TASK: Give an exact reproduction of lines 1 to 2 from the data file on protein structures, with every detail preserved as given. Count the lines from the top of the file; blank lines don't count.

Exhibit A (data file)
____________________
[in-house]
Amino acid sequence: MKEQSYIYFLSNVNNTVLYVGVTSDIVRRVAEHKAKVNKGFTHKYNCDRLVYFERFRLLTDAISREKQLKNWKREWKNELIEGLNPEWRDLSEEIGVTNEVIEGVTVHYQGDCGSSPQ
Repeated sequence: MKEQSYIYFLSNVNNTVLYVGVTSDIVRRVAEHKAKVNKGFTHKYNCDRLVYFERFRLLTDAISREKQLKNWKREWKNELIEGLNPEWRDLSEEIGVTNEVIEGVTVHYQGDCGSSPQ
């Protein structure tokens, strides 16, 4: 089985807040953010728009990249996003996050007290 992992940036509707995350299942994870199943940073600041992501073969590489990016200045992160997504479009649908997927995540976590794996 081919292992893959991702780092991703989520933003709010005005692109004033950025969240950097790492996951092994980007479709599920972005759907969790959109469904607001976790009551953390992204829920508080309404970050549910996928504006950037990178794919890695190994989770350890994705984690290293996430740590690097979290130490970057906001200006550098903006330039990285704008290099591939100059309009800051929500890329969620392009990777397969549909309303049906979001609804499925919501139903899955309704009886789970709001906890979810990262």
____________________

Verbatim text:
[in-house]
Amino acid sequence: MKEQSYIYFLSNVNNTVLYVGVTSDIVRRVAEHKAKVNKGFTHKYNCDRLVYFERFRLLTDAISREKQLKNWKREWKNELIEGLNPEWRDLSEEIGVTNEVIEGVTVHYQGDCGSSPQ